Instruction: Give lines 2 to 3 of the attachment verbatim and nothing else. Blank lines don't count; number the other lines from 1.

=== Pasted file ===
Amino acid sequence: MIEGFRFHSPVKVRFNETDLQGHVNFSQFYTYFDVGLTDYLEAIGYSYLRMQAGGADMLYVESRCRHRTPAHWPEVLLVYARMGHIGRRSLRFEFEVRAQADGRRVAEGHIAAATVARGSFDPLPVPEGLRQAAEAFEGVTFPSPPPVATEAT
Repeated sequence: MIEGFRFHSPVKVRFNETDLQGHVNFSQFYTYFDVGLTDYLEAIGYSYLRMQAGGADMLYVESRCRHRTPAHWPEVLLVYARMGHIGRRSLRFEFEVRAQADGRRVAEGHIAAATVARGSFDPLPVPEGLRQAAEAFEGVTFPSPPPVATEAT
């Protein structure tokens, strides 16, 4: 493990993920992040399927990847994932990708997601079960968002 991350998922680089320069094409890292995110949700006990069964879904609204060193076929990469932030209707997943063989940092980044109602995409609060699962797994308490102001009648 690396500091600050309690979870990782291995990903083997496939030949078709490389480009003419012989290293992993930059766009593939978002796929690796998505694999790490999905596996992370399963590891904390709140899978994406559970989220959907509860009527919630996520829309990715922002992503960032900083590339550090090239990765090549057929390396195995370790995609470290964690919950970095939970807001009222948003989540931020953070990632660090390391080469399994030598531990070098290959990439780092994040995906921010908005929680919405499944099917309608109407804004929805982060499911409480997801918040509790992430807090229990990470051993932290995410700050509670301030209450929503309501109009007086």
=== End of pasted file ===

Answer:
Repeated sequence: MIEGFRFHSPVKVRFNETDLQGHVNFSQFYTYFDVGLTDYLEAIGYSYLRMQAGGADMLYVESRCRHRTPAHWPEVLLVYARMGHIGRRSLRFEFEVRAQADGRRVAEGHIAAATVARGSFDPLPVPEGLRQAAEAFEGVTFPSPPPVATEAT
């Protein structure tokens, strides 16, 4: 493990993920992040399927990847994932990708997601079960968002 991350998922680089320069094409890292995110949700006990069964879904609204060193076929990469932030209707997943063989940092980044109602995409609060699962797994308490102001009648 690396500091600050309690979870990782291995990903083997496939030949078709490389480009003419012989290293992993930059766009593939978002796929690796998505694999790490999905596996992370399963590891904390709140899978994406559970989220959907509860009527919630996520829309990715922002992503960032900083590339550090090239990765090549057929390396195995370790995609470290964690919950970095939970807001009222948003989540931020953070990632660090390391080469399994030598531990070098290959990439780092994040995906921010908005929680919405499944099917309608109407804004929805982060499911409480997801918040509790992430807090229990990470051993932290995410700050509670301030209450929503309501109009007086």